15. Memorandum from Northern Ireland Council
for Ethnic Minorities (NICEM)
NICEM is a voluntary sector, membership-based
umbrella organisation representative of minority ethnic groups
and their supportive organisations in Northern Ireland. The Council
is committed to collective action informed by people's experience
and analysis of their circumstances. In pursuit of equality of
opportunity and equity of treatment, NICEM works for social change
in relation to racism and in particular to the elimination of
We have produced a number of responses to consultations
regarding the Northern Ireland Human Rights Commission
Response to the Draft Bill of Rights
for Northern Ireland (March 2002)
Response to the NIO consultation
on the Review of Powers of the Northern Ireland Human Rights Commission
Response to the Draft Strategic Plan
of the Northern Ireland Human Rights Commission. (August 2002)
These responses are enclosed.
The following evidence is a summary of the key points from each
of these documents as they relate to the specific questions asked
in the Call for Evidence.
1. THE COMMISSION'S
1.1 NICEM is supportive of the work that
the Commission has undertaken to date, particularly with regard
to the protection of the rights of vulnerable members of society.
The existence of a Human Rights Commission in Northern Ireland
has clearly enhanced awareness of Human Rights issues, and initiatives
such as the work the Commission has engaged in to develop relations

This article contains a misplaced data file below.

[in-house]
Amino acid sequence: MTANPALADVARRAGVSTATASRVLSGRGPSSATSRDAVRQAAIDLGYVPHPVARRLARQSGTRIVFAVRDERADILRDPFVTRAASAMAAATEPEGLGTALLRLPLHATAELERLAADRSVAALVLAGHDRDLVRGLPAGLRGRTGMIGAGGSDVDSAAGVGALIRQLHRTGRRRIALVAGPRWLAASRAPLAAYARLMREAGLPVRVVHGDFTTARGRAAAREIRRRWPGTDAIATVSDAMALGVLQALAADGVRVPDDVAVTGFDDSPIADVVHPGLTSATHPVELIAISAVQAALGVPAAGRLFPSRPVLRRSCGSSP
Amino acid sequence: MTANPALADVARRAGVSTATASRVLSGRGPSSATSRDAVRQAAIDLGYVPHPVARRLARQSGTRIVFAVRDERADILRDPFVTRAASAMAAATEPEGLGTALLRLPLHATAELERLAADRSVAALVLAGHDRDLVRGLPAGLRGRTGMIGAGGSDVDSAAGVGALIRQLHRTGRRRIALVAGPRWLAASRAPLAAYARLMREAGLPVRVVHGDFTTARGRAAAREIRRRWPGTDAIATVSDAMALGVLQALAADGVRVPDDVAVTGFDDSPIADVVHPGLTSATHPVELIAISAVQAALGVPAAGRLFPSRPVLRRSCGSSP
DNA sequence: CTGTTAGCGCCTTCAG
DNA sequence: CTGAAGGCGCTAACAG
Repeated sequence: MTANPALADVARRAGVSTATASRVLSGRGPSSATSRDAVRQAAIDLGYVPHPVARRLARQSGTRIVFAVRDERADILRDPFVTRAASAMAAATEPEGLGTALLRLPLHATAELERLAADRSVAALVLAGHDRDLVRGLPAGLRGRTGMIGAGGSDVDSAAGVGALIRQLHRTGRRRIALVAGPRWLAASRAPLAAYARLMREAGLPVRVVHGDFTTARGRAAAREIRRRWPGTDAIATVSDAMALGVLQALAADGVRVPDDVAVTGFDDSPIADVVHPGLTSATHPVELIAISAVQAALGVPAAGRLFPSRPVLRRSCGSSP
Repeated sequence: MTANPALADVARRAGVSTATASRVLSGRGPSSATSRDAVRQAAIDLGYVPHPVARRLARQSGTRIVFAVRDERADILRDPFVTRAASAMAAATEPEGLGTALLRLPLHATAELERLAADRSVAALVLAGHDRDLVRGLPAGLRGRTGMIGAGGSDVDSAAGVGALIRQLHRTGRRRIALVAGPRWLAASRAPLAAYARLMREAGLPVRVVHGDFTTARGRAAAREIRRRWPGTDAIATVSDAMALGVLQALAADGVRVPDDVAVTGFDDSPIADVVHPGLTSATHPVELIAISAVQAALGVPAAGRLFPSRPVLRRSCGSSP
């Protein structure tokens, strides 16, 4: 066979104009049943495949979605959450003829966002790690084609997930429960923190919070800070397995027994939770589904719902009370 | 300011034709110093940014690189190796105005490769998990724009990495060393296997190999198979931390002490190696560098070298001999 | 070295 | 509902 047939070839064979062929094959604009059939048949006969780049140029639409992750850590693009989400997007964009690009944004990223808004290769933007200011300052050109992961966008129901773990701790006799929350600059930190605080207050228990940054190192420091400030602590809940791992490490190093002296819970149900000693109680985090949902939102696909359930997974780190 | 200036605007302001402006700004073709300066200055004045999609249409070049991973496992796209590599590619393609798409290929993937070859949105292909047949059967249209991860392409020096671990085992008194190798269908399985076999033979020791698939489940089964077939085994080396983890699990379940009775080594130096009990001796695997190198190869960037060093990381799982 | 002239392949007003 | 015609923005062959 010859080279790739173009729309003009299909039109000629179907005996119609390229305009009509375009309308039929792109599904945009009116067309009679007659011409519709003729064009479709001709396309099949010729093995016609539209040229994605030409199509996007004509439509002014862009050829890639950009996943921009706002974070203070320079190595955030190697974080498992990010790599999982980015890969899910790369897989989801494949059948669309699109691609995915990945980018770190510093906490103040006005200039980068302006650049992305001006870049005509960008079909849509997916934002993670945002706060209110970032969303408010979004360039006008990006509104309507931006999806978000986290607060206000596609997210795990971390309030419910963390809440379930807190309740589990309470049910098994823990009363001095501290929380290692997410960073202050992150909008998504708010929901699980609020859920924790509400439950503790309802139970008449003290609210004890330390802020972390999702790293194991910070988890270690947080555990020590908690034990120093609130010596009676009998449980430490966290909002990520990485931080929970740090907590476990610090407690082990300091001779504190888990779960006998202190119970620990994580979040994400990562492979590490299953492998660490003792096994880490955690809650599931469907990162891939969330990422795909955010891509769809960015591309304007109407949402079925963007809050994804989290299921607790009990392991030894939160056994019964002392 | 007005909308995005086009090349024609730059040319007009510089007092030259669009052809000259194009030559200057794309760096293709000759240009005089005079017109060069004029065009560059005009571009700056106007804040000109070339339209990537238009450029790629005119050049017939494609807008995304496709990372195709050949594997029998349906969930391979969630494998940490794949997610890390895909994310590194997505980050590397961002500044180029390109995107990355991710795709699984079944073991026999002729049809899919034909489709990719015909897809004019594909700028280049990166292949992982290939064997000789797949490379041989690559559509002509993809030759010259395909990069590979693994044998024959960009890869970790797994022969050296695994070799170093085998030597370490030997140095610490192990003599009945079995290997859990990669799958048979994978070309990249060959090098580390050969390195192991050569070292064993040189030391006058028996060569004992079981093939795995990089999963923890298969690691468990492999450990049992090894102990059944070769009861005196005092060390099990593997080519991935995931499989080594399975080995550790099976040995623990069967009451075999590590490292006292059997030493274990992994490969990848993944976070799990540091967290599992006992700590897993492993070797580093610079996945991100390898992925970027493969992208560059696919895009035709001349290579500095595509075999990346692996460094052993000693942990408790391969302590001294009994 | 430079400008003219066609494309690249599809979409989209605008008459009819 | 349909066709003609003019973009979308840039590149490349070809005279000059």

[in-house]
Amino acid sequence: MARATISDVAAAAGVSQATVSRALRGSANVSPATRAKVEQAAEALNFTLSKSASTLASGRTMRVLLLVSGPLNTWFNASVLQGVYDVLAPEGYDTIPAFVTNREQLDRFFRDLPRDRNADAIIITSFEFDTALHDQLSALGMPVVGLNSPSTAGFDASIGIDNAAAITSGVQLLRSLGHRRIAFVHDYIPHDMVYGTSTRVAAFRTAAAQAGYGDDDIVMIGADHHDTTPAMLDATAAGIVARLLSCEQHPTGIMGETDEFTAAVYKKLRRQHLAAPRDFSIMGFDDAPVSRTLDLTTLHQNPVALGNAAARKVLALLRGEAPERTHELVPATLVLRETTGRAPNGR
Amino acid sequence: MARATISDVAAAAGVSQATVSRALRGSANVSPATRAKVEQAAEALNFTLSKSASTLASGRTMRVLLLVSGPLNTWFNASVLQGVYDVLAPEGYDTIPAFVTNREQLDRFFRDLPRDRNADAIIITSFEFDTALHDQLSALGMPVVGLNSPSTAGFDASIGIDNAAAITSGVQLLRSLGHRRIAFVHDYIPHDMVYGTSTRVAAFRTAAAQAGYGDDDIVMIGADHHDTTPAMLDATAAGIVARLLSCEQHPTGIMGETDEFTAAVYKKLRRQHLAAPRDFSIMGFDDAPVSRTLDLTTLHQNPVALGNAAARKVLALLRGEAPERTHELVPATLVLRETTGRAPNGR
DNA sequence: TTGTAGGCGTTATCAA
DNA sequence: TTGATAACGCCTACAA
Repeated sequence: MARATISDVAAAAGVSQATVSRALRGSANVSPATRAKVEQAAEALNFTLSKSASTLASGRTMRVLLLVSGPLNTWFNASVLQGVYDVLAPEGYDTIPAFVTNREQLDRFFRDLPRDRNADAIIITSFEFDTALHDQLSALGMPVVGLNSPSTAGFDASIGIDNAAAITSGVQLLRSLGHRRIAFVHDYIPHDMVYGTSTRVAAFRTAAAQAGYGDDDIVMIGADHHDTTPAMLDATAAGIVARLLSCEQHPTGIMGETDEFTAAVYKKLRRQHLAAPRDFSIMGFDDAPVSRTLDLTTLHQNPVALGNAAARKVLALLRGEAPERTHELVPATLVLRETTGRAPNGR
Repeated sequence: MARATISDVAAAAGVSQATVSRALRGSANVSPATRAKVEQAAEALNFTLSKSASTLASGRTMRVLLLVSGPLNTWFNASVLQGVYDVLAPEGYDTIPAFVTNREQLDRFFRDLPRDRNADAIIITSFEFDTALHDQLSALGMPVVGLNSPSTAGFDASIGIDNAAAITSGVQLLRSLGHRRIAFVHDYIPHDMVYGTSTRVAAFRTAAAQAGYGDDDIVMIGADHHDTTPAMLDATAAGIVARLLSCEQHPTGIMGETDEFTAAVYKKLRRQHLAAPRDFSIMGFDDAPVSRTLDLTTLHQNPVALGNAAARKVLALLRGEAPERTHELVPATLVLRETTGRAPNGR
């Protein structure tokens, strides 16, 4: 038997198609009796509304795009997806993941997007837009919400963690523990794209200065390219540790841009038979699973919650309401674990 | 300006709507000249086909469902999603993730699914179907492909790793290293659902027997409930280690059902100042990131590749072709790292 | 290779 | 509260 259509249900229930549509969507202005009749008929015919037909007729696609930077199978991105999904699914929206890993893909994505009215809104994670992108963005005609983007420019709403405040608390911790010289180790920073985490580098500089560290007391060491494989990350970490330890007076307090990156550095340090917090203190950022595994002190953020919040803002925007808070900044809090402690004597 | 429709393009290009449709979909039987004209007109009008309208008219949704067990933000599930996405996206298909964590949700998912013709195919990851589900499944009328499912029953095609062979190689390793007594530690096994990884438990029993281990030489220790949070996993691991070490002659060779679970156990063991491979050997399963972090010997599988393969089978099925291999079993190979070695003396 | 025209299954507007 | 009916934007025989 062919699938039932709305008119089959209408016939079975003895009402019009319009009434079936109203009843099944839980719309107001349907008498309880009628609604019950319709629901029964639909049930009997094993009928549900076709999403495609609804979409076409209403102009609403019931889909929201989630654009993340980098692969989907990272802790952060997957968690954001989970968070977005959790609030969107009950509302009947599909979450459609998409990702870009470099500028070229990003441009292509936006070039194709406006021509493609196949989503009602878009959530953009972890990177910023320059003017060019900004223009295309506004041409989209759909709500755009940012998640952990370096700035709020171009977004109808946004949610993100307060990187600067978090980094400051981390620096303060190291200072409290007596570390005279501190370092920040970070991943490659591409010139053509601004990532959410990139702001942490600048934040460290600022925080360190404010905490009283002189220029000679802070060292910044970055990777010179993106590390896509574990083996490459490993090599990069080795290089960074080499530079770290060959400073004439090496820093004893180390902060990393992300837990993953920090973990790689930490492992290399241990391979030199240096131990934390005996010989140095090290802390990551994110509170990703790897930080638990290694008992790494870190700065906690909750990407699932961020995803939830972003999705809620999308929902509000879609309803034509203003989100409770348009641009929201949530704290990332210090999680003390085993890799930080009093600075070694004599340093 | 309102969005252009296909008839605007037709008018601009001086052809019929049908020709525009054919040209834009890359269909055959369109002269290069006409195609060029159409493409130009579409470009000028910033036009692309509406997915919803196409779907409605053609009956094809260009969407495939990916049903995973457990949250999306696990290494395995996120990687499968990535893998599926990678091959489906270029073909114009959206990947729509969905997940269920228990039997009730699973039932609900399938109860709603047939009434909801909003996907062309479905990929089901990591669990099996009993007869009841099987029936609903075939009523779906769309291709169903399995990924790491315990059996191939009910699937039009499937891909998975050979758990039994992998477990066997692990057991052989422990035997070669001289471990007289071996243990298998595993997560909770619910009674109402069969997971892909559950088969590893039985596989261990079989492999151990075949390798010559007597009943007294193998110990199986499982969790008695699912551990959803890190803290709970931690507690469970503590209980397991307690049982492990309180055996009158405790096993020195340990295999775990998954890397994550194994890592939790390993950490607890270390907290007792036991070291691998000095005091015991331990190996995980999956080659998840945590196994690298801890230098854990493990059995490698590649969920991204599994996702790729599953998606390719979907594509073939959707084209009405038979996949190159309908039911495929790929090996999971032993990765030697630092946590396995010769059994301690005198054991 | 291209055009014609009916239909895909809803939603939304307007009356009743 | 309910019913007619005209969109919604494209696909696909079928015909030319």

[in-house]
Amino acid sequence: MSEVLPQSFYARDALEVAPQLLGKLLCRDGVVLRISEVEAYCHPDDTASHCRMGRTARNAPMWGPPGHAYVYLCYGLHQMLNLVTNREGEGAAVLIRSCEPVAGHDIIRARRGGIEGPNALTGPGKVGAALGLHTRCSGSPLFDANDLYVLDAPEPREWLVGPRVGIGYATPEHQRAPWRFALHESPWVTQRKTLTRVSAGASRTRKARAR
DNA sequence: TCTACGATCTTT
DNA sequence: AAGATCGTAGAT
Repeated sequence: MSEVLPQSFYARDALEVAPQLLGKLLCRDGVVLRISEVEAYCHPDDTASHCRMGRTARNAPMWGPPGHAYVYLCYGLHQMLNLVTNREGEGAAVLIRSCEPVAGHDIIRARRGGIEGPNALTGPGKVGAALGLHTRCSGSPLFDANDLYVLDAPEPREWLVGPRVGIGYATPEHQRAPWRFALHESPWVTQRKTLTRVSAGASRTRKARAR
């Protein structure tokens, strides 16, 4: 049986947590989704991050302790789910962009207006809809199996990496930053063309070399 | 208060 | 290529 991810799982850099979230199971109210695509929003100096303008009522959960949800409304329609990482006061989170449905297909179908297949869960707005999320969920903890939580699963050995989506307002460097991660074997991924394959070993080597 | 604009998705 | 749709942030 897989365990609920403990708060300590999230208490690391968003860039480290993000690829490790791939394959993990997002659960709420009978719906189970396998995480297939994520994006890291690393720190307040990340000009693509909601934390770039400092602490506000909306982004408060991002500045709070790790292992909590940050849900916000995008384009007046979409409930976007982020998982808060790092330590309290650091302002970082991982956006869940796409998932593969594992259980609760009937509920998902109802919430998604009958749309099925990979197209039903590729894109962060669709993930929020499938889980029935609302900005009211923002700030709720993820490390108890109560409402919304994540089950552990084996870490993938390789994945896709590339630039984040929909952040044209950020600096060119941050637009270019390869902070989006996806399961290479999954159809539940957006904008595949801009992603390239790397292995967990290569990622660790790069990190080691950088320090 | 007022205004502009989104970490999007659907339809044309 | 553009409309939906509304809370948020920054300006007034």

with NGO's working to combat racism, have the potential to enhance
the effectiveness of the Commission.
1.2 However, the manner in which the NIHRC
is able to exercise it's functions, and consequently its effectiveness,
including in addressing the difficulties faced by particular vulnerable
groups in securing their human rights, is also very clearly limited
by limitations on the powers and resources of the NIHRC, and would
also clearly be much improved by the granting of adequate powers
1.3 In relation to members of Black and
Minority Ethnic groups, this could not be more clearly stated
than in the Opinion of the Advisory Committee on the Framework
Convention for the Protection of National Minorities on the UK
State Report, adopted on 30 November 2001
"In view of the (Northern Ireland Human
Rights) Commission's important role, it is essential that it be
adequately funded and resourced, and that its powers be sufficient
for it to carry out its mandate. The Advisory Committee notes
in this respect that calls have been made for greater funding
for the Commission as well as for a number of changes in its functioning,
in particular in relation to its investigative functions (access
to documentation, access to places of detention etc.)" (emphasis
added) (at paragraph 24)